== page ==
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Visiting the Verhaeren monument, Roisin, Belgium: remembering a writer sometimes known as the national poet of Belgium
Grappling with the 'national' in Belgian identity?
The poet Emile Verhaeren (1855-1916) is remembered today in his native Belgium as an accomplished poet who, while in exile in World War One, kept alive a spirit of resistance in the face of German military occupation. He was formerly sometimes referred to as Belgium's national poet.
However, his reputation has waned somewhat in recent years, not necessarily because of perceived shortcomings of his work, but rather because the sometimes fractious Belgian political scene, in which linguistic issues assert themselves with a perennial insistence, has made it more difficult for French-language writers to be regarded as nationally representative of Belgium as a whole rather than of the specifically French-speaking areas of the country.
A small monument commemorating Emile Verhaeren has been erected at Roisin, in the municipality of Honnelles, in Belgium's Walloon region. As part of the monument area, a plaque containing various extracts of Verhaeren's poems has been provided. The choice of Roisin as the location for the monument is particularly suitable, since Emile Verhaeren spent several summers there from 1900 onwards.
A small museum is also housed nearby, and I was interested to see on display a signed copy of one of the poet's works dedicated to the French writer Maurice Barrès.
Influenced by Symbolism, Emile Verhaeren's poetry works include 'Cities and their Tentacles' (Les Villes tentaculaires ), 1895, and 'Multiple Splendour' (La Multiple Splendeur), 1906 and many other works of poetry; he also wrote a number of plays.
Emile Verhaeren was born in Sint-Amands, Antwerp province, in 1855 and died accidentally in Rouen, France, in 1916. At the time of his death, the French government wished for Verhaeren to be interred in the Panthéon, Paris, but objections overruled this measure. Today, some Belgian politicians, in the face of regionalist pressures, find it difficult to articulate a strong defence of the commemoration of a writer born in officially Dutch-speaking Flanders, or, more generally, of writers who in their lifetimes did not conform rigorously to language usage policies subsequently introduced in the country.
In any case, foreign visitors will conclude that it is for Belgians themselves to decide who they wish to be and whom they wish to commemorate.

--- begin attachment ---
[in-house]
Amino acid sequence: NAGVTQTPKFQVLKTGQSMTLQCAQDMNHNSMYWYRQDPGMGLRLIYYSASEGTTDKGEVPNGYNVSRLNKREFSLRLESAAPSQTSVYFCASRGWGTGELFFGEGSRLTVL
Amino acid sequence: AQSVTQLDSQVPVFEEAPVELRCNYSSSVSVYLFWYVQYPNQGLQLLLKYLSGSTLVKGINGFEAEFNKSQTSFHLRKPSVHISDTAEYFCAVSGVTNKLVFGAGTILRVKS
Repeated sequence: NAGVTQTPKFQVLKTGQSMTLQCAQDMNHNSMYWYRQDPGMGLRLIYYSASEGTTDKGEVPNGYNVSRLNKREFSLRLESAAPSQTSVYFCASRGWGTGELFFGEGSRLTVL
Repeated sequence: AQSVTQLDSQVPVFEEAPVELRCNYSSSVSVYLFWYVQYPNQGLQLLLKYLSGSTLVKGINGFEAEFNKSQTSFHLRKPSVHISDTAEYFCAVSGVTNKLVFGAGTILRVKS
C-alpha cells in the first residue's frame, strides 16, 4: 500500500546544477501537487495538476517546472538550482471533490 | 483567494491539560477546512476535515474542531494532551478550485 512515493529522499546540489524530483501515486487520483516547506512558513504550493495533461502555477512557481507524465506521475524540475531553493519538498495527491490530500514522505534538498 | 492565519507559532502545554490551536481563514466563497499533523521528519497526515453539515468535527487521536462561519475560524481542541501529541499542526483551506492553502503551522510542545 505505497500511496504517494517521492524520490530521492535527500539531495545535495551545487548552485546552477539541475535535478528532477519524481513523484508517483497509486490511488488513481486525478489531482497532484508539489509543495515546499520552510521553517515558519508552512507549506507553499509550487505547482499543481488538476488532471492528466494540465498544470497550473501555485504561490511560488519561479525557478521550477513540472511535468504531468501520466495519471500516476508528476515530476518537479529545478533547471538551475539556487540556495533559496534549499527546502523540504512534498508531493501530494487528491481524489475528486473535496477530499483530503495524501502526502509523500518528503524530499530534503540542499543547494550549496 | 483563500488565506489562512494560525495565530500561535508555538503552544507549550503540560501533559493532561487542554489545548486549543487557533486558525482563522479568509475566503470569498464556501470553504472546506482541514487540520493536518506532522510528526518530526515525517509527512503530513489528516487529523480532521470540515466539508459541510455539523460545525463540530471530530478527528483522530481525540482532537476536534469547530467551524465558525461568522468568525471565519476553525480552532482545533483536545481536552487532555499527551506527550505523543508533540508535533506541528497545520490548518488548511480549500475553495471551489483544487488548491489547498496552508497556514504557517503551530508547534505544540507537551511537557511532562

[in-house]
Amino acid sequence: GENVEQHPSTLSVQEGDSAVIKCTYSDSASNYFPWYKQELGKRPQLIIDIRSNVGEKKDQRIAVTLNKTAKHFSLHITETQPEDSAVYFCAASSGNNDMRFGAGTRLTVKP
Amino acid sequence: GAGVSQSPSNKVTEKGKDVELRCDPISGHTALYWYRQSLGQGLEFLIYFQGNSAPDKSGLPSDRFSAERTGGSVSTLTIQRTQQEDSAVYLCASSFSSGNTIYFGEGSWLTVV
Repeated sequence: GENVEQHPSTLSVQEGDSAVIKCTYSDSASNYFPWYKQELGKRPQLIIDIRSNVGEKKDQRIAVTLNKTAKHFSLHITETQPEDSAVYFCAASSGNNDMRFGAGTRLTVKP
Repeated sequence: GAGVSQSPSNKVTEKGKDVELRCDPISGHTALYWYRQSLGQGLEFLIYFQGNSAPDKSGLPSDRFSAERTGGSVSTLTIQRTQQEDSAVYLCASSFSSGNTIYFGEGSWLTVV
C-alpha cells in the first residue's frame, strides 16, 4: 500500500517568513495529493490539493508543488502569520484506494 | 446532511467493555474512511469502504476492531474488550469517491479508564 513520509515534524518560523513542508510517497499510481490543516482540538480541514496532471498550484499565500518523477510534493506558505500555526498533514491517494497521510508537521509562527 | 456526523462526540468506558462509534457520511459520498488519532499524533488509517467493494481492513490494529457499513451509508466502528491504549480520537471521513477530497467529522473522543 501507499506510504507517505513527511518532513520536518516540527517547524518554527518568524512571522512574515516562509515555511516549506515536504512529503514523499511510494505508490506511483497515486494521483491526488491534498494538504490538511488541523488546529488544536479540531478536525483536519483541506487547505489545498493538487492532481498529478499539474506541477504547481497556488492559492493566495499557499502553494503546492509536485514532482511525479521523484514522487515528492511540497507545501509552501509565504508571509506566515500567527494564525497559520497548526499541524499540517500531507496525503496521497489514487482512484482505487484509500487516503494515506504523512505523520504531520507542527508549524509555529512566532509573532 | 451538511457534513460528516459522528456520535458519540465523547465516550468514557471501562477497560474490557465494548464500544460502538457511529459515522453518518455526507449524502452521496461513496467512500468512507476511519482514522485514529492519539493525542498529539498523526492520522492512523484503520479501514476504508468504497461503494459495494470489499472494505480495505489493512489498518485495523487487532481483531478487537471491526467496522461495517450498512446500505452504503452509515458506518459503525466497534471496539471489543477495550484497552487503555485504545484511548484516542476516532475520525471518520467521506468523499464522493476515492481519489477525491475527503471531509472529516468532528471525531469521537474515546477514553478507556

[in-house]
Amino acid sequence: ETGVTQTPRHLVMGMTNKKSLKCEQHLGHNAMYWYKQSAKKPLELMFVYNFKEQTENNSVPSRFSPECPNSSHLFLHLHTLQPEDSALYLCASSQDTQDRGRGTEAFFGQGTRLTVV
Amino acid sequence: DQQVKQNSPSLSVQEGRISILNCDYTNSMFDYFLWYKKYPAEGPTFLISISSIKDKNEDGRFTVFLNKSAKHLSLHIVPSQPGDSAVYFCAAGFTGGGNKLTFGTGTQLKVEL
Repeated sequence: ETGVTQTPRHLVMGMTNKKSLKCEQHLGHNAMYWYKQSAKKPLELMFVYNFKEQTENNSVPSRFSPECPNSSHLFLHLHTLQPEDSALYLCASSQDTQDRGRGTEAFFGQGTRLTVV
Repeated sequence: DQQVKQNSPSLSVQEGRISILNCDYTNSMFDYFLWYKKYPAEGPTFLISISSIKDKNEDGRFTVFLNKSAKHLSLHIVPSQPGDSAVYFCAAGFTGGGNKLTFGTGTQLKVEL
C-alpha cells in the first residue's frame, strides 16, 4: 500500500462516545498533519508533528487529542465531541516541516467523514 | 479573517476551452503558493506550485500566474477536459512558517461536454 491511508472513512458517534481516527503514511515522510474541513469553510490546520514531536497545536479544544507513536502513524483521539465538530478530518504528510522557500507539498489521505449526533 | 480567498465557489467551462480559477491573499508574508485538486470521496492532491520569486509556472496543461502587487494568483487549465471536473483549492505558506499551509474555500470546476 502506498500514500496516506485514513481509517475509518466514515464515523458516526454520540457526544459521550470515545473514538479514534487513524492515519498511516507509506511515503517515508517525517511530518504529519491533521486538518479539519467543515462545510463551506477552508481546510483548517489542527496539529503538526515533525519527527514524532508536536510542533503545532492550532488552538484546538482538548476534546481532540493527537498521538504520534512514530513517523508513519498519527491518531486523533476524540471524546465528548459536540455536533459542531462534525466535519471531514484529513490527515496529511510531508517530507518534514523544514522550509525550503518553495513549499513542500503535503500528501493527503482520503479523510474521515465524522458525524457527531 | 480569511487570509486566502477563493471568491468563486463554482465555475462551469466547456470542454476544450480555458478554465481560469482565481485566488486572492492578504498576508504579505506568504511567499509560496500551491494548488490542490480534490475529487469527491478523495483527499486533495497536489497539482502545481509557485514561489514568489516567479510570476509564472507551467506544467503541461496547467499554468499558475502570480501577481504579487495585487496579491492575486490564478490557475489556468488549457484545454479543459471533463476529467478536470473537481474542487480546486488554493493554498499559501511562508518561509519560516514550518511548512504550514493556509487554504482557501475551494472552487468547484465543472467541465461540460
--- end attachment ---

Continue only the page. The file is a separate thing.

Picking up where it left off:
Also worth seeing
At Roisin itself, the Château des Baudry dates from the 13th to the 18th centuries. The picturesque Grande Honnelle river passes through the immediate locality known as le Caillou qui Bique. (Seeing isn't believing : The very name of this river is an example of the somewhat contorted linguistic developments which can occur in Belgium: the Grande Honnelle river rises in nearby France, where it is known as the Hogneau river; however, once over the border with Belgium, it becomes known as the Grande Honnelle. But significantly, the river flows back into France again, whereupon it becomes known once more as the Hogneau. Its Belgian course is thus all of 12 kilometres in length.)
Mons , Belgium (distance: 36 kilometres); its City Hall and Sainte-Waudru church are of architectural note.
How to get there: Brussels Airlines flies from New York to Brussels Airport (Brussel Nationaal / Bruxelles-National ), from where car rental is available. Brussels is the nearest large airport to Roisin (distance: 109 kilometres). For up to date information, please check with the airline or your travel agent. Please refer to appropriate consular sources for any special border crossing arrangements which may apply to citizens of certain nationalities.
MJFenn is an independent travel writer based in Ontario, Canada
Other of my hubpages may also be of interest
- Visiting Tournai, Belgium and its amazing cathedral: Medieval monumentality run amok?
- Visiting Antoing, Belgium: with its Medieval castle of the de Ligne Princes
- Visiting Mons University, Belgium: distinguished 19th century foundations
- Visiting Valenciennes, France and its remarkable City Hall: an unforgettable, ornate frontage
- Visiting Valenciennes, France: a skyline marked by the tower of Saint-Cordon church